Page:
Bath, the "city of flowers" in the South-West of Great Britain with a population of some 110,000, has a long history. It was founded by the Romans, who built a city around elaborate Roman baths, dedicated to the goddess Minerva and fed by Great Britain's only hot mineral springs. There are various cultural and historical sites dating from that era. Reseach into the Roman remains, which started in 1878, continues today.
The city centres around the 15th-century abbey and the well-preserved Roman-bath complex. Besides buildings of great architectural interest, Bath also boasts outstanding parks and gardens and its total appearance has frequently won country-wide competitions.
Its architecture and history were the reason the UNESCO commission gave it the accolade of World Heritage City in 1988. The summer Music Festival is one of the foremost events in the English cultural calendar. Nowadays Bath is famous as a spa and a centre of tourism.
Contacts with Bath date back to 1951, when it was visited by a delegation of German youth workers. In the same year a youth group from Brunswick went to Bath and shortly afterwards the visit was reciprocated. In the following years this exchange programme was extended and intensified.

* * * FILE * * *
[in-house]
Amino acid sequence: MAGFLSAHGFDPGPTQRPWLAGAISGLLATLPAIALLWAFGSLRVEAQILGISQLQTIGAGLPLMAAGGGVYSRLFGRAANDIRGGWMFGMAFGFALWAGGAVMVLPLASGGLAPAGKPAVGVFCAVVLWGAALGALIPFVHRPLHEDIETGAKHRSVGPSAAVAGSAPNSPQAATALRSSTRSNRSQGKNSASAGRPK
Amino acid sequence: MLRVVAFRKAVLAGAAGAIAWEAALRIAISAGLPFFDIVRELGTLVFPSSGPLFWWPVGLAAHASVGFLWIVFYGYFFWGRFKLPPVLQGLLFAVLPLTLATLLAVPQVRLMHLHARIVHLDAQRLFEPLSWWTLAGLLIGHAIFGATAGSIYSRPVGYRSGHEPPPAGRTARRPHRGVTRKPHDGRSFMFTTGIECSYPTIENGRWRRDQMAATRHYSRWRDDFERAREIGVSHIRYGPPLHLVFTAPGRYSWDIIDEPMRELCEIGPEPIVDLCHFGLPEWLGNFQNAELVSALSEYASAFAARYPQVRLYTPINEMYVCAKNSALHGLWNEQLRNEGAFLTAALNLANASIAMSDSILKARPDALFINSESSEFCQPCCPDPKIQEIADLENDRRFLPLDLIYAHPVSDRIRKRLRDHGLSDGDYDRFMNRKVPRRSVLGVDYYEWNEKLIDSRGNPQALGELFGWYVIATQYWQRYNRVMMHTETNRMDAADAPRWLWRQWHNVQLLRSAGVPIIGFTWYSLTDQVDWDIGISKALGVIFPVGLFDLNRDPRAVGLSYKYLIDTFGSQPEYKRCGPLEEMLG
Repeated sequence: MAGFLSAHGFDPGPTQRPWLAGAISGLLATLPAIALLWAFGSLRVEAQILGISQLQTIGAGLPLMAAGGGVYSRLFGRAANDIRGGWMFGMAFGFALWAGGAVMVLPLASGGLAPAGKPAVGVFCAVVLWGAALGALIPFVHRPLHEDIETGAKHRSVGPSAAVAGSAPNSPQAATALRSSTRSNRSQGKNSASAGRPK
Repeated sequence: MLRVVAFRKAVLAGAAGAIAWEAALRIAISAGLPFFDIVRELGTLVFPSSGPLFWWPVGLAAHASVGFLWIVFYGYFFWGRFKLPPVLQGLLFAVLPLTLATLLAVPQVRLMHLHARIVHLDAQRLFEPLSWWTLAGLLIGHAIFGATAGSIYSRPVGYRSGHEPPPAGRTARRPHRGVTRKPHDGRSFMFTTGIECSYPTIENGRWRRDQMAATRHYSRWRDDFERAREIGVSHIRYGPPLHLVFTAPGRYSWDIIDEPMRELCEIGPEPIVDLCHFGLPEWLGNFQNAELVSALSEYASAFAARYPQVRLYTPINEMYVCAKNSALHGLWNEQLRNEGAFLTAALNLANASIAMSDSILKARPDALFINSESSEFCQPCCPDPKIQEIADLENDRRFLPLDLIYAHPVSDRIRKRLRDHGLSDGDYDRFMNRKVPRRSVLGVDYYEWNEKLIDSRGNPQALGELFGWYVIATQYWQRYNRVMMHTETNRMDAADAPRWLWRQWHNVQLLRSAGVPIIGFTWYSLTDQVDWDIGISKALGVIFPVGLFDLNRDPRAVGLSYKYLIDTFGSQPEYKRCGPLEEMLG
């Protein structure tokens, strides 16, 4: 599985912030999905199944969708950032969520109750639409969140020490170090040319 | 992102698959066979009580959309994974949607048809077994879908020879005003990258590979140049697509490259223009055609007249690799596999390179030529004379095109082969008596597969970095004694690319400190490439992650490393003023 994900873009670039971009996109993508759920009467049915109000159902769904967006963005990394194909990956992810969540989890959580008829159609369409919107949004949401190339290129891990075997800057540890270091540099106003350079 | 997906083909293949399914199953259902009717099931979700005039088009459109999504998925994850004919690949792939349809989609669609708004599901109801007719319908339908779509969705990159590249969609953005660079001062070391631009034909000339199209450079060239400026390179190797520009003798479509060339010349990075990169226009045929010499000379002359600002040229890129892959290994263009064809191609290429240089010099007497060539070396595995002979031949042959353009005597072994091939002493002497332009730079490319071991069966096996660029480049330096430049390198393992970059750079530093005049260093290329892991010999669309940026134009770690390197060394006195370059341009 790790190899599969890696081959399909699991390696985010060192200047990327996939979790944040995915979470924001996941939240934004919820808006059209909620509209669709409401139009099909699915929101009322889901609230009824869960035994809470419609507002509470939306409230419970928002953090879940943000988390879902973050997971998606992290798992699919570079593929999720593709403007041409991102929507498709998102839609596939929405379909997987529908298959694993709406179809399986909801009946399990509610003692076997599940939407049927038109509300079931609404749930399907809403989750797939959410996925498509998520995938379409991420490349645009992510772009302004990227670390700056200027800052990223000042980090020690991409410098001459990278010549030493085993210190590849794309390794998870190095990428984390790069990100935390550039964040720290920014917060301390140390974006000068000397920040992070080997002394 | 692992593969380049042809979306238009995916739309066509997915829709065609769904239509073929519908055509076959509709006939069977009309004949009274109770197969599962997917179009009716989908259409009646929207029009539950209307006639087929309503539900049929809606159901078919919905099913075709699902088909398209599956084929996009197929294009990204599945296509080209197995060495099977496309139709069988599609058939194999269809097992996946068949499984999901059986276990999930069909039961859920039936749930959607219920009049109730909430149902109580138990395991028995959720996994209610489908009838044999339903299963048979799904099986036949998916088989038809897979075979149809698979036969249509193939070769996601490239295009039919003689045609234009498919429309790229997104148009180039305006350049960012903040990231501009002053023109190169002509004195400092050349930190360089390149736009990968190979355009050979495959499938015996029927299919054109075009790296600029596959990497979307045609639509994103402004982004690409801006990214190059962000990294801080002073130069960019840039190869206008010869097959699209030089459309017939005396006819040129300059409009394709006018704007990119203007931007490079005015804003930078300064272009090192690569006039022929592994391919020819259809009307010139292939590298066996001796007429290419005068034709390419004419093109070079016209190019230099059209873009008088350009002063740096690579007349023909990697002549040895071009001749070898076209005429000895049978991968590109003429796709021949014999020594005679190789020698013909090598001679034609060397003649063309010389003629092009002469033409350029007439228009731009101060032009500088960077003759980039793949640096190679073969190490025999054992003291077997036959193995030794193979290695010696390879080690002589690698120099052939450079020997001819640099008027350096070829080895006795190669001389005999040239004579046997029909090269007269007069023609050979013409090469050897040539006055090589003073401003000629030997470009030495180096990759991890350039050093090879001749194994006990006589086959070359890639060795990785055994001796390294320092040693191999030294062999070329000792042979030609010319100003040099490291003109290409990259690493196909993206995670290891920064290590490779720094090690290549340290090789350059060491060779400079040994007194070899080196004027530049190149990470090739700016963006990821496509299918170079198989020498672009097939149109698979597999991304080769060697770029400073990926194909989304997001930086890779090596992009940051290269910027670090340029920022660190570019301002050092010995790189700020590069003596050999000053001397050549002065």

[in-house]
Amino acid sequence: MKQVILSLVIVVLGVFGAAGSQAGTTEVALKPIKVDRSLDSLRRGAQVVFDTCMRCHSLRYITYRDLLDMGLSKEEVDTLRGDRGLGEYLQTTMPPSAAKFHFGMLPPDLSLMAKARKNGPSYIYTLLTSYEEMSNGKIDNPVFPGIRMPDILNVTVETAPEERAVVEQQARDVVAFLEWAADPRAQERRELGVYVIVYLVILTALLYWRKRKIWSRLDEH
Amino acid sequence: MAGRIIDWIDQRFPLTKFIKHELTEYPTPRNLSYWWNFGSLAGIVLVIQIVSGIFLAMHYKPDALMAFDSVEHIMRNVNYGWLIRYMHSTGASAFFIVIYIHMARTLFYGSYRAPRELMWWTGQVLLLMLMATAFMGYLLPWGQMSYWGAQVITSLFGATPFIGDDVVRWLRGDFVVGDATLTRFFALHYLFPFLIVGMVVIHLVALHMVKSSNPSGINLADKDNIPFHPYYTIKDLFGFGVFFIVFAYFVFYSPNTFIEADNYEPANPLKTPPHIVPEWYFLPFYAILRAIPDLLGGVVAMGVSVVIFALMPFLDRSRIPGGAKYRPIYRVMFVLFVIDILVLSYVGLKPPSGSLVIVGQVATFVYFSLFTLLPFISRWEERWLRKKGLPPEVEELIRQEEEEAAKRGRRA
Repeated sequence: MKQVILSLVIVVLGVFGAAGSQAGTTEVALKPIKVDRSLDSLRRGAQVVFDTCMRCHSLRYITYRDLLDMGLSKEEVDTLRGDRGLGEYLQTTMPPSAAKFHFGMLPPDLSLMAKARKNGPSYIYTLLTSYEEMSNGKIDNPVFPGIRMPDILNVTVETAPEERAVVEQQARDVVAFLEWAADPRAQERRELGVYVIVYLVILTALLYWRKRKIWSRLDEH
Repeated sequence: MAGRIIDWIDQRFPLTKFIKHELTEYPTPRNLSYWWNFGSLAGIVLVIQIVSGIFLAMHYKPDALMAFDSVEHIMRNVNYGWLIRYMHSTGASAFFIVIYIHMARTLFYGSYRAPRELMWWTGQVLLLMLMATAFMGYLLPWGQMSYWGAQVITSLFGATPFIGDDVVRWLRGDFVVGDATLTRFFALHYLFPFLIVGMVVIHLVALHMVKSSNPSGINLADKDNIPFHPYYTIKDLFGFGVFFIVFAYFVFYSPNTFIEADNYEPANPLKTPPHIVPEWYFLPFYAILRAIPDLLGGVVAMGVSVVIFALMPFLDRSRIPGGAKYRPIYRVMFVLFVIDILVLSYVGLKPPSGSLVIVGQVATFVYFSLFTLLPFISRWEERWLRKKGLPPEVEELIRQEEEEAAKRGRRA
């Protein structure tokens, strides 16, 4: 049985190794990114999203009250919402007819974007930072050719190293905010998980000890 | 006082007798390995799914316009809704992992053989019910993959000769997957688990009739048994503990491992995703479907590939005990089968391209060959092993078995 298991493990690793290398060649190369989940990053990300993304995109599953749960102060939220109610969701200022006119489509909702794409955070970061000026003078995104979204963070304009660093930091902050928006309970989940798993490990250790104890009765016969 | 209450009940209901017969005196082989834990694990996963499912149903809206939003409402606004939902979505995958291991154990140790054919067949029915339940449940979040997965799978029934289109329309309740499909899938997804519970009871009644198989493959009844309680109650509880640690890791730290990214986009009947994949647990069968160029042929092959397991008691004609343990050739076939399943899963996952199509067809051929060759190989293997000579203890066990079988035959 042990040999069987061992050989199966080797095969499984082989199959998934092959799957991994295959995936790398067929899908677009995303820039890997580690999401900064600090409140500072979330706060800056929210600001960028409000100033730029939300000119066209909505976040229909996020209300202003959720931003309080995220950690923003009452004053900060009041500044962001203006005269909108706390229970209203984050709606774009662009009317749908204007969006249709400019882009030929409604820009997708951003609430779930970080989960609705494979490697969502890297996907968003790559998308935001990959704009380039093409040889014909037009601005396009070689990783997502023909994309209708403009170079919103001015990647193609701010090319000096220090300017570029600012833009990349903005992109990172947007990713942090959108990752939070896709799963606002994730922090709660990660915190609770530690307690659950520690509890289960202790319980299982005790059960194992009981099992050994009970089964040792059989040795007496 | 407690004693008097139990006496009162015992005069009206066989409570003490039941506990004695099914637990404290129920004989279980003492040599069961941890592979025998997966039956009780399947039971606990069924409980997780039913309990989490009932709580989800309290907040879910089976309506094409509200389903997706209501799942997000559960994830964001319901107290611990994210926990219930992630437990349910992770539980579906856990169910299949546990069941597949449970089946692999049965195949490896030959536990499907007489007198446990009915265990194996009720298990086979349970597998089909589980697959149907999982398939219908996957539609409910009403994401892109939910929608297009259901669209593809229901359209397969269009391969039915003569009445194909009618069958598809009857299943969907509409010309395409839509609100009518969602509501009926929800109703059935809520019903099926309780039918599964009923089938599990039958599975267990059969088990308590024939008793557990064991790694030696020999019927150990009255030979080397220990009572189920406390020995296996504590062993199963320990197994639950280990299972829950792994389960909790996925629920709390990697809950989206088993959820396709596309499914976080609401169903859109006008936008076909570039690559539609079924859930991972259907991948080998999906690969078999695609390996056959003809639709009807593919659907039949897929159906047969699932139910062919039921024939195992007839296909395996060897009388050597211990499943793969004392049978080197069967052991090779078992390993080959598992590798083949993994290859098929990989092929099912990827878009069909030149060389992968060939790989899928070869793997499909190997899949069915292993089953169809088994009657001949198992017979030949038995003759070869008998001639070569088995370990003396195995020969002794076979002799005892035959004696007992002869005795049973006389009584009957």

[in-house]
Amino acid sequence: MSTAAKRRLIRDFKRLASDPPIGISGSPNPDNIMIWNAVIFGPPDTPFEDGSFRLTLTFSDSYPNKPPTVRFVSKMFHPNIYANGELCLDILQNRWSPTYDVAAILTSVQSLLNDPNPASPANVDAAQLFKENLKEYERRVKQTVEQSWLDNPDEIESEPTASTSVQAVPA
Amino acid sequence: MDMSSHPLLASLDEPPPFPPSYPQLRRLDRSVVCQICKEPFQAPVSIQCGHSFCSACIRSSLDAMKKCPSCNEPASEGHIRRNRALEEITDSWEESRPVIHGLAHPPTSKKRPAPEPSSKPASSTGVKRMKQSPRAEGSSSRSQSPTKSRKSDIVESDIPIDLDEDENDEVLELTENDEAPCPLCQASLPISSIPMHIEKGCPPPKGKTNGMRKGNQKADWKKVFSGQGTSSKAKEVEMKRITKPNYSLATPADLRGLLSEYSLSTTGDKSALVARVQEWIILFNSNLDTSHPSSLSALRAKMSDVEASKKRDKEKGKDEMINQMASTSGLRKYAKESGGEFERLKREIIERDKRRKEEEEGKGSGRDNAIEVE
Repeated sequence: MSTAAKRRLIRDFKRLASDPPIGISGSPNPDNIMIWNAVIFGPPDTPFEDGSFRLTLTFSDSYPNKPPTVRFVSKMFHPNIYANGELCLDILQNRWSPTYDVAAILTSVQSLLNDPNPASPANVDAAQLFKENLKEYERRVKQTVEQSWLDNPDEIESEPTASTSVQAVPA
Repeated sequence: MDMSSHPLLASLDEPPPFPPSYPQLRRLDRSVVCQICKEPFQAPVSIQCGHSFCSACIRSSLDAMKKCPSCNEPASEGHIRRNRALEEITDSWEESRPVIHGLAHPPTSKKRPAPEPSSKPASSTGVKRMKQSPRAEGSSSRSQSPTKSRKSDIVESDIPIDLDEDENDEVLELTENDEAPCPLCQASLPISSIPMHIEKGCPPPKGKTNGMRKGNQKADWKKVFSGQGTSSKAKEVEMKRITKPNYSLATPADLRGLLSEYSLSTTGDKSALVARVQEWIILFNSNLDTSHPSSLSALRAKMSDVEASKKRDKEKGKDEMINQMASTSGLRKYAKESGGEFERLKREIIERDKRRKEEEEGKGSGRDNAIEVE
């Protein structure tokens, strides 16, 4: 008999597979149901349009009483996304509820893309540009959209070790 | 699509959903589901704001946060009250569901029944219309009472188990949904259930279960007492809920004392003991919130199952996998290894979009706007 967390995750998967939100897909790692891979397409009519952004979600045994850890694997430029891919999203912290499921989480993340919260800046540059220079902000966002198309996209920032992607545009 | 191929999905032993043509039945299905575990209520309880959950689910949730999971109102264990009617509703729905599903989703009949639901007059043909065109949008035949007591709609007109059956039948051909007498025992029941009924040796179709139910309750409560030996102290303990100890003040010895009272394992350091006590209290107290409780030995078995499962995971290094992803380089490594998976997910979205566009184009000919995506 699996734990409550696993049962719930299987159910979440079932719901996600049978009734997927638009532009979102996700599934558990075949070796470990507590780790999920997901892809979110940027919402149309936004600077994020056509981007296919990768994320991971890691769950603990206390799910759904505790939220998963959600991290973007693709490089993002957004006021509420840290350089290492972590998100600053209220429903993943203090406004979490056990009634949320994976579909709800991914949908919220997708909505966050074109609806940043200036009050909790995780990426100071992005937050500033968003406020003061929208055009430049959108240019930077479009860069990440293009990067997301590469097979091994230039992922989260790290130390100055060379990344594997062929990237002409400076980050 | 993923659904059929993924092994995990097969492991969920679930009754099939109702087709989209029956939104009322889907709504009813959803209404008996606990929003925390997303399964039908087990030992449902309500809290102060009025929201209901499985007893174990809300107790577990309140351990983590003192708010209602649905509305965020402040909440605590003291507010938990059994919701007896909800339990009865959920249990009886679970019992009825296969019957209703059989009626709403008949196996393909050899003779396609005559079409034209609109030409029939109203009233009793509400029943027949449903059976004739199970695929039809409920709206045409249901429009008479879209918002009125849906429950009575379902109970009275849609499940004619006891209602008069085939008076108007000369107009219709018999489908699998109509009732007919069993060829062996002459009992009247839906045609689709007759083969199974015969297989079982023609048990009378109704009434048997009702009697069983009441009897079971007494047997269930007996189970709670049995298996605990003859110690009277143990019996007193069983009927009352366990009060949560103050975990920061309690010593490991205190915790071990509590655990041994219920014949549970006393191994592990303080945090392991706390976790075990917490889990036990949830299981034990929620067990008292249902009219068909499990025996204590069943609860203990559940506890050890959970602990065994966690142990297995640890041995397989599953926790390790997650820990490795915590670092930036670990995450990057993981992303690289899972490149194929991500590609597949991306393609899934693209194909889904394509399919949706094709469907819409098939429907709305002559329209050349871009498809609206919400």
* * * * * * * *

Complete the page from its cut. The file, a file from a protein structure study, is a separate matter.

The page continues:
Twinning was not officially signed and sealed for 20 years. Even so, remarkably, exchanges between youngsters and adults were flourishing, with thousands of participants every year.
Concurrently with the signing of the twinning document on 27 April 1971, the Anglo-German Society in Brunswick was founded. It arranges many and various activities and has frequently hosted theatre- and music groups from England.
In 1991 Bath and Brunswick celebrated the 40th friendship and 20th twinning anniversary with cultural weeks in both cities. The 25th anniversary in 1996 was marked with Anglo-German friendship days.